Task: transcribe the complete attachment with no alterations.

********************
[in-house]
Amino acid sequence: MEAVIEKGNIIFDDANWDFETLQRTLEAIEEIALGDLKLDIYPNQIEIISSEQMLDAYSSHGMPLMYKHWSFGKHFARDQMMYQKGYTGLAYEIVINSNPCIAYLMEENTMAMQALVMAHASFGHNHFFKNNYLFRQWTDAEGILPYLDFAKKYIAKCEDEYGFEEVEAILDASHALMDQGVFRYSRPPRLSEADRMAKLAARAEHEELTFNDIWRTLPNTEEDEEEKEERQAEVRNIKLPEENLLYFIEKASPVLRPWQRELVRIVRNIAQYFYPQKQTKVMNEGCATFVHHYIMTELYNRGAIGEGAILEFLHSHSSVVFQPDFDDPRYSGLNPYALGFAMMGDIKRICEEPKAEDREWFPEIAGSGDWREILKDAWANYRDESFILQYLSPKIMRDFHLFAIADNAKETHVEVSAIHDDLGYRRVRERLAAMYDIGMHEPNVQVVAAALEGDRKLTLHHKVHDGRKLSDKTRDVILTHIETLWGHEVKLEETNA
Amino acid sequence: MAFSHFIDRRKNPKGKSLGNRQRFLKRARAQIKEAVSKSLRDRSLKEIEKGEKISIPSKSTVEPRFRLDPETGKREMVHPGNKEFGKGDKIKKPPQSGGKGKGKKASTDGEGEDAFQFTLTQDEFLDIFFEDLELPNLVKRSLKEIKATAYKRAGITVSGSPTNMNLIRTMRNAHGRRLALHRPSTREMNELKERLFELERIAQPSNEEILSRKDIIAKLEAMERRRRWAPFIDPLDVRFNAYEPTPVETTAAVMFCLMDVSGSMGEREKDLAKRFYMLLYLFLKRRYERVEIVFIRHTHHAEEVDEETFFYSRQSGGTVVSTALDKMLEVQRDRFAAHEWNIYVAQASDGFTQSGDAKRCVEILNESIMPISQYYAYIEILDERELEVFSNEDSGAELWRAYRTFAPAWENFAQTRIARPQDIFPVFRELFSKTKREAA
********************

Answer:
[in-house]
Amino acid sequence: MEAVIEKGNIIFDDANWDFETLQRTLEAIEEIALGDLKLDIYPNQIEIISSEQMLDAYSSHGMPLMYKHWSFGKHFARDQMMYQKGYTGLAYEIVINSNPCIAYLMEENTMAMQALVMAHASFGHNHFFKNNYLFRQWTDAEGILPYLDFAKKYIAKCEDEYGFEEVEAILDASHALMDQGVFRYSRPPRLSEADRMAKLAARAEHEELTFNDIWRTLPNTEEDEEEKEERQAEVRNIKLPEENLLYFIEKASPVLRPWQRELVRIVRNIAQYFYPQKQTKVMNEGCATFVHHYIMTELYNRGAIGEGAILEFLHSHSSVVFQPDFDDPRYSGLNPYALGFAMMGDIKRICEEPKAEDREWFPEIAGSGDWREILKDAWANYRDESFILQYLSPKIMRDFHLFAIADNAKETHVEVSAIHDDLGYRRVRERLAAMYDIGMHEPNVQVVAAALEGDRKLTLHHKVHDGRKLSDKTRDVILTHIETLWGHEVKLEETNA
Amino acid sequence: MAFSHFIDRRKNPKGKSLGNRQRFLKRARAQIKEAVSKSLRDRSLKEIEKGEKISIPSKSTVEPRFRLDPETGKREMVHPGNKEFGKGDKIKKPPQSGGKGKGKKASTDGEGEDAFQFTLTQDEFLDIFFEDLELPNLVKRSLKEIKATAYKRAGITVSGSPTNMNLIRTMRNAHGRRLALHRPSTREMNELKERLFELERIAQPSNEEILSRKDIIAKLEAMERRRRWAPFIDPLDVRFNAYEPTPVETTAAVMFCLMDVSGSMGEREKDLAKRFYMLLYLFLKRRYERVEIVFIRHTHHAEEVDEETFFYSRQSGGTVVSTALDKMLEVQRDRFAAHEWNIYVAQASDGFTQSGDAKRCVEILNESIMPISQYYAYIEILDERELEVFSNEDSGAELWRAYRTFAPAWENFAQTRIARPQDIFPVFRELFSKTKREAA